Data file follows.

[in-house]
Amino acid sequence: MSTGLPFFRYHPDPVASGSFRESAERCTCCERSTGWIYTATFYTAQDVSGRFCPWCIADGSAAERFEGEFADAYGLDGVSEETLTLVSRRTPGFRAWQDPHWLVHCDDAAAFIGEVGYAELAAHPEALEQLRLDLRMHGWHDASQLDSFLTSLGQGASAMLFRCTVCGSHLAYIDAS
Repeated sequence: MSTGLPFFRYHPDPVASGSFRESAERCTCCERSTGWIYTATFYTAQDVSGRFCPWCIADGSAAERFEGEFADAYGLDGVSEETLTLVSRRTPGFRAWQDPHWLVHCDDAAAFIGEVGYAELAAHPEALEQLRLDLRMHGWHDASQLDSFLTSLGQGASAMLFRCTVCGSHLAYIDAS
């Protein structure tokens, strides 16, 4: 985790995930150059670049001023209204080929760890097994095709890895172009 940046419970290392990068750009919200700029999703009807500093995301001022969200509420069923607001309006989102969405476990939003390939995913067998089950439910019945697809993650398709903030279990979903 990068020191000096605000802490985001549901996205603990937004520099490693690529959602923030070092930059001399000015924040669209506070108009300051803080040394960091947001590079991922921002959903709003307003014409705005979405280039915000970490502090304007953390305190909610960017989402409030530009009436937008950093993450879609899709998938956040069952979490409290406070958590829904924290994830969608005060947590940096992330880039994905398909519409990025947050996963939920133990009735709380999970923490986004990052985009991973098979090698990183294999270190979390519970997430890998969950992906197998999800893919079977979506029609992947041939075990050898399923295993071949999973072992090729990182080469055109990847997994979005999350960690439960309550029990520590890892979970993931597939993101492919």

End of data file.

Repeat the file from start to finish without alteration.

[in-house]
Amino acid sequence: MSTGLPFFRYHPDPVASGSFRESAERCTCCERSTGWIYTATFYTAQDVSGRFCPWCIADGSAAERFEGEFADAYGLDGVSEETLTLVSRRTPGFRAWQDPHWLVHCDDAAAFIGEVGYAELAAHPEALEQLRLDLRMHGWHDASQLDSFLTSLGQGASAMLFRCTVCGSHLAYIDAS
Repeated sequence: MSTGLPFFRYHPDPVASGSFRESAERCTCCERSTGWIYTATFYTAQDVSGRFCPWCIADGSAAERFEGEFADAYGLDGVSEETLTLVSRRTPGFRAWQDPHWLVHCDDAAAFIGEVGYAELAAHPEALEQLRLDLRMHGWHDASQLDSFLTSLGQGASAMLFRCTVCGSHLAYIDAS
């Protein structure tokens, strides 16, 4: 985790995930150059670049001023209204080929760890097994095709890895172009 940046419970290392990068750009919200700029999703009807500093995301001022969200509420069923607001309006989102969405476990939003390939995913067998089950439910019945697809993650398709903030279990979903 990068020191000096605000802490985001549901996205603990937004520099490693690529959602923030070092930059001399000015924040669209506070108009300051803080040394960091947001590079991922921002959903709003307003014409705005979405280039915000970490502090304007953390305190909610960017989402409030530009009436937008950093993450879609899709998938956040069952979490409290406070958590829904924290994830969608005060947590940096992330880039994905398909519409990025947050996963939920133990009735709380999970923490986004990052985009991973098979090698990183294999270190979390519970997430890998969950992906197998999800893919079977979506029609992947041939075990050898399923295993071949999973072992090729990182080469055109990847997994979005999350960690439960309550029990520590890892979970993931597939993101492919």